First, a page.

New proposals aim to reduce danger on Bristol's roads

Issue date: 22 November 2010

A radical and proactive approach to reducing danger on Bristol's roads has been proposed following innovative research from Bristol City Council, NHS Bristol and the University of the West of England (UWE).

The nine-month Knowledge Transfer Partnership (KTP) project looked at ways of reducing road danger, to make pedestrians and cyclists less vulnerable to harm, especially from motorised vehicles. A road danger reduction approach argues that the surest way to improve road safety is to reduce the volume and speed of motorised traffic, while also promoting walking and cycling as means as transport. The approach dove-tails well with the current emphasis on 20mph speed limits for residential streets currently being piloted by Bristol City Council.

KTP Associate Tom Calvert, a recent Master's graduate in Transport Planning, conducted a review of the international literature to identify best practice, interviewed key national figures, spoke with senior officers in Bristol City Council, and undertook an audit of current road safety practice in Bristol.

The report found that some elements of current practice in the council are in harmony with a road danger reduction approach, while others are contrary to it. For example, some efforts to improve road safety can actually discourage walking and cycling.

The report made a number of recommendations, including that the City Council should adopt a road danger reduction approach for Bristol. This vision would be of a city in which it is safe and pleasant to move around, and especially beneficial for those who walk, cycle and use public transport. A city-wide extension of the current pilot 20mph speed limits is assessed as helping to achieve this.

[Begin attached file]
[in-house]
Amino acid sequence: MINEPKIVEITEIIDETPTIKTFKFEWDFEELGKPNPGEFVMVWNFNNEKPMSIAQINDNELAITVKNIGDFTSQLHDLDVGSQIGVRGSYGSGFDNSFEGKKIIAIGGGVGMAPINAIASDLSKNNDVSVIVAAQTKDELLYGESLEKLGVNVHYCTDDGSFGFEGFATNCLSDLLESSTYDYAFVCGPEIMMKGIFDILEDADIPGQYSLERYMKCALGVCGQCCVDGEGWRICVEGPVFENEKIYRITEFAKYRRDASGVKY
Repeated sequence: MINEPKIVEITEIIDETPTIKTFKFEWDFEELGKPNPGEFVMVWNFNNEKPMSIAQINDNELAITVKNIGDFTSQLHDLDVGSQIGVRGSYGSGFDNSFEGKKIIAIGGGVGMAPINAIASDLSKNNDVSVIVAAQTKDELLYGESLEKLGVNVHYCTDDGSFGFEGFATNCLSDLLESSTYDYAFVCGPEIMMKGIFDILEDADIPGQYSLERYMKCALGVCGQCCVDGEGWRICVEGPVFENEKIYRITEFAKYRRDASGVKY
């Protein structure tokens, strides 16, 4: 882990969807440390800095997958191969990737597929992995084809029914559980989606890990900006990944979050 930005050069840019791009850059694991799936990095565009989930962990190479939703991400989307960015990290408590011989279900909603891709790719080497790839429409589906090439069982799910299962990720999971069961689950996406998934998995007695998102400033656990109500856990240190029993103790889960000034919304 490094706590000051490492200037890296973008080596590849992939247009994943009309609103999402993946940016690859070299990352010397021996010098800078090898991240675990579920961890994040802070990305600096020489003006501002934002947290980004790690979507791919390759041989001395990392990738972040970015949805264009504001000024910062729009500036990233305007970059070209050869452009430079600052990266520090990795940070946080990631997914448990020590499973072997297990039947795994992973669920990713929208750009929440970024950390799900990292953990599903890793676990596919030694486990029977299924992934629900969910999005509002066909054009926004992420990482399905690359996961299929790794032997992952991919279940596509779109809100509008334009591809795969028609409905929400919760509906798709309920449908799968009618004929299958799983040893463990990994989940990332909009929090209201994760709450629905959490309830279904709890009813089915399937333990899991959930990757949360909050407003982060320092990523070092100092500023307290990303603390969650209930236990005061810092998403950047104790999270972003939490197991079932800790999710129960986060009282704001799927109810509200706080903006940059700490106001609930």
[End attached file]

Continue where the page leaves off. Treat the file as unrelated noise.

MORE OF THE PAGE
The report has been warmly welcomed by Bristol City Council, NHS Bristol and UWE.

Dr Hugh Annett, Bristol's Director of Public Health said, “Physical activity through walking and cycling is one of the most important ways to improve health. Road danger reduction is integral to making walking and cycling more attractive, safer, and in making Bristol a truly healthy city.”

Dr Jon Rogers, Cabinet Member for Health and Care for Bristol City Council, said,
“This is an excellent report. It indicates how we can further improve road safety while promoting sustainable modes of transport. Encouraging safer, friendlier and healthier ways of getting around our city is the way to go.”

Dr Paul Pilkington, Senior Lecturer in Public Health at UWE, added, “The Knowledge Transfer Partnership has demonstrated the benefits of co-operation between the local council, NHS, and UWE when it comes to ensuring Bristol is a healthy city – in this case, a city where the road environment is safer for all.”

This project received financial support from Bristol City Council, NHS Bristol and the national Knowledge Transfer Partnerships programme (KTP).

KTPs aim to help businesses and public organisations improve their competitiveness and productivity through the better use of knowledge, technology and skills that reside within the UK Knowledge Base. KTP is funded by the Technology Strategy Board along with the other government funding organisations.

For more information on Knowledge Transfer Partnerships visit

FFI: Jane Kelly or Mary Price, Press Officers


Tel: 0117 32 82208


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